Charities & Campaign Groups

Quarter of mothers would give up work if they didn’t have grandparents to help with childcare – Survation for Grandparents Plus

A new poll conducted by Survation on behalf of charity Grandparents Plus has found that one in four (25%) mothers would be most likely to give up work if they didn’t have grandparents to help with childcare, while more than a third (38%) would reduce their working hours.

 

The poll comes ahead of the school summer holidays where 54% of parents said that they would rely on grandparents for childcare, while 42% said that they would rely on some form of paid childcare, including holiday clubs, during the summer holidays.

 

The poll also found that:

  • Over half (58%) of parents would most want a grandparent to care for their children if they or their partner could not.
  • Almost two thirds (62%) of people support the possibility of grandparents being able to request unpaid leave to help with childcare, including 70% of parents.
  • A third (32%) of respondents would most likely turn to their mum if there was a problem in their family which they needed help with. This compares to just 14% who would turn to their dad.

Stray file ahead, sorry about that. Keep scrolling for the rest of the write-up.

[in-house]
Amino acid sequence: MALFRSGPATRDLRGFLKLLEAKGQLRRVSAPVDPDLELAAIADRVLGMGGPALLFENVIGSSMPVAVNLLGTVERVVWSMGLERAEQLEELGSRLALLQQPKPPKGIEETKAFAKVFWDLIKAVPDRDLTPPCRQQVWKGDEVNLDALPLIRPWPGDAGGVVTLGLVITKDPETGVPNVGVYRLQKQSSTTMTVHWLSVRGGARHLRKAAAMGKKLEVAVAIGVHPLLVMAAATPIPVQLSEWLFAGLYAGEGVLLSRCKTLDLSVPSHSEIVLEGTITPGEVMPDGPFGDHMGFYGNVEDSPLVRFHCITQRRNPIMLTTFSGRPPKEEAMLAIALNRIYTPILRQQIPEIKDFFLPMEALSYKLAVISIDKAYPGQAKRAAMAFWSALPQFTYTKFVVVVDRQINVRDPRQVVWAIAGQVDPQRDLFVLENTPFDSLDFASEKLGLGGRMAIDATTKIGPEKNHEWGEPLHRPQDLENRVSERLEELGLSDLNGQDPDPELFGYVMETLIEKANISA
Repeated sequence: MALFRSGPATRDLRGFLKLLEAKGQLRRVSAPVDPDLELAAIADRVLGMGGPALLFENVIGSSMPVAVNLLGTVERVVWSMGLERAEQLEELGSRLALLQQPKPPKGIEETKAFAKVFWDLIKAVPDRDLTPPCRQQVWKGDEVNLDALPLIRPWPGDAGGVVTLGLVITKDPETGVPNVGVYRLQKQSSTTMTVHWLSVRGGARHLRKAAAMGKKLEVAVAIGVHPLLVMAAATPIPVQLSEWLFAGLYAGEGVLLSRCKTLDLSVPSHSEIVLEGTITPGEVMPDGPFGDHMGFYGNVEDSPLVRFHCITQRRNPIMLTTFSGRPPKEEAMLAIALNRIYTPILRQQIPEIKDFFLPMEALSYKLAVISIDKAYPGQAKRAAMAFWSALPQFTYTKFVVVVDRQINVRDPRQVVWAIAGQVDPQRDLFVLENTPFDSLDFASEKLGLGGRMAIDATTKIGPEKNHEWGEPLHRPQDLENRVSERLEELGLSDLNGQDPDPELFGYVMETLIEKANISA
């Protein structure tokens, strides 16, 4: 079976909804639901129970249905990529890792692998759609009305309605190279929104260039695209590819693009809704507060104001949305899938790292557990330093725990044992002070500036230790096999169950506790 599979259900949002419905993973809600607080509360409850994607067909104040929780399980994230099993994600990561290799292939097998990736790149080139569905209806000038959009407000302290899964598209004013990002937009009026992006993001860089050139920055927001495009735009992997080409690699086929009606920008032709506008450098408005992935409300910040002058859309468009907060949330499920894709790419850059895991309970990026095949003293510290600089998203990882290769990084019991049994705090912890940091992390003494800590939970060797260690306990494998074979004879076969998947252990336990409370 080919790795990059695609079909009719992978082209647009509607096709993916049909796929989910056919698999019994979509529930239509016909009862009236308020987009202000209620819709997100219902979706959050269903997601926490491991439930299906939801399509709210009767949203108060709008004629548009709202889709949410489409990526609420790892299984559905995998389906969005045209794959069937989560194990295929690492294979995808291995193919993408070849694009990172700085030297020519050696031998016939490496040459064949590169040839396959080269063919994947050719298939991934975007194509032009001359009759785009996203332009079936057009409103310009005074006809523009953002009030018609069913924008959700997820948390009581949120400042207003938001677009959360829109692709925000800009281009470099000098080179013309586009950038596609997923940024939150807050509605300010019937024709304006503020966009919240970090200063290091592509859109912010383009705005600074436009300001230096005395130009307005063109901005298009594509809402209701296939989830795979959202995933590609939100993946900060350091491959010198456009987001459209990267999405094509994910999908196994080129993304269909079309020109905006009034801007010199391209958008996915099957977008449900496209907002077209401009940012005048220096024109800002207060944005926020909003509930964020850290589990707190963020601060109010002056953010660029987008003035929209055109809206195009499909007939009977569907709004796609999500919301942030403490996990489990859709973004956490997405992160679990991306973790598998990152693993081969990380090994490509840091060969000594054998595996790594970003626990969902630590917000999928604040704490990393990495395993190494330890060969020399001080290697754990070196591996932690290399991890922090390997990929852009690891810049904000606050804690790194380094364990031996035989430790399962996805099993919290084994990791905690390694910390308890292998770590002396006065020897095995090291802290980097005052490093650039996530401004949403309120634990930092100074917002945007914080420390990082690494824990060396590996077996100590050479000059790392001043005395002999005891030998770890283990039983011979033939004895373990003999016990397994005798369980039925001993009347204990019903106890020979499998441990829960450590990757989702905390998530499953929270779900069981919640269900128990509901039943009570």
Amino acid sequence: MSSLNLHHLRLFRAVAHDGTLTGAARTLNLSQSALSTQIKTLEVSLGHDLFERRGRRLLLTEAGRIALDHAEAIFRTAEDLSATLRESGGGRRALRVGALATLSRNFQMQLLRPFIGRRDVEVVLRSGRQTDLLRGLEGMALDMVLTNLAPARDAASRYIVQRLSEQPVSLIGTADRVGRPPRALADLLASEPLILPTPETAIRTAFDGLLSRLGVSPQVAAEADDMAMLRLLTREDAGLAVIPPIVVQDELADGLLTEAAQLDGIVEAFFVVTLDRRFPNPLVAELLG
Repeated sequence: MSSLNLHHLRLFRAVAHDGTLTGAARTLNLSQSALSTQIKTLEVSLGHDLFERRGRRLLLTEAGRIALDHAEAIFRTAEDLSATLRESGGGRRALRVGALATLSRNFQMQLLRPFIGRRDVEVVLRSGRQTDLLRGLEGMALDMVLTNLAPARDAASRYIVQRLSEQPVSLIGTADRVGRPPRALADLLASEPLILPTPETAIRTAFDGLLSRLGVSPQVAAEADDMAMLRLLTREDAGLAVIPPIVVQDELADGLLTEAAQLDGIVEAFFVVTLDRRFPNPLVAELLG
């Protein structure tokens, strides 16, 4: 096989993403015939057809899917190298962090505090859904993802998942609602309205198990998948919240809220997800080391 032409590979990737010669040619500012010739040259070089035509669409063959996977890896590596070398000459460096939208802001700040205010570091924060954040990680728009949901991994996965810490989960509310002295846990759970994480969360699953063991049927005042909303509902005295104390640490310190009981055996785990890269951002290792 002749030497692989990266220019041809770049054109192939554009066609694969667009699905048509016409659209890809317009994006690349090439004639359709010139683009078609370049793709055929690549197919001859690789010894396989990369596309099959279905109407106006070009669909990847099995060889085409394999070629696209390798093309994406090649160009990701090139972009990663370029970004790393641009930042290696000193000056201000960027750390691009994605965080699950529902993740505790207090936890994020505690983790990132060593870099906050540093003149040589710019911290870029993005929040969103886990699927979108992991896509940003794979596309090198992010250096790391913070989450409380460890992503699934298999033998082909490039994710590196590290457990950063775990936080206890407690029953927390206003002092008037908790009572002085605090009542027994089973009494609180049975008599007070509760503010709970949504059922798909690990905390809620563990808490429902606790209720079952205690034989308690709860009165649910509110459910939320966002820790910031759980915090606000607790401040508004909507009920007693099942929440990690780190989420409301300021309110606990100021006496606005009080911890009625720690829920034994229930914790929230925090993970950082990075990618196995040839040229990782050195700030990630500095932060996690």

Full tables are available here.

 

Survation interviewed 1,017 UK adults aged 18+ via the telephone, of which 249 were parents of a child under 18, between 28th – 30th June 2017. Survation is a member of the British Polling Council and abides by its rules.

Chris Hopkins

Chris Hopkins

Survation's Senior Project Manager and all-round superstar from 2014-2018. Chris's only experience of failure during this period related to his loyal support of Colchester United and a close affinity with Ricky Gervais' character David Brent in the UK TV version of "The Office". Chris is currently Data Visualisation & Statistics Specialist at House of Commons. Chris graduated in 2013, having studied British Politics and Legislative Studies at The University of Hull School of Politics, Philosophy and International Studies. Course leader, Lord Norton of Louth.

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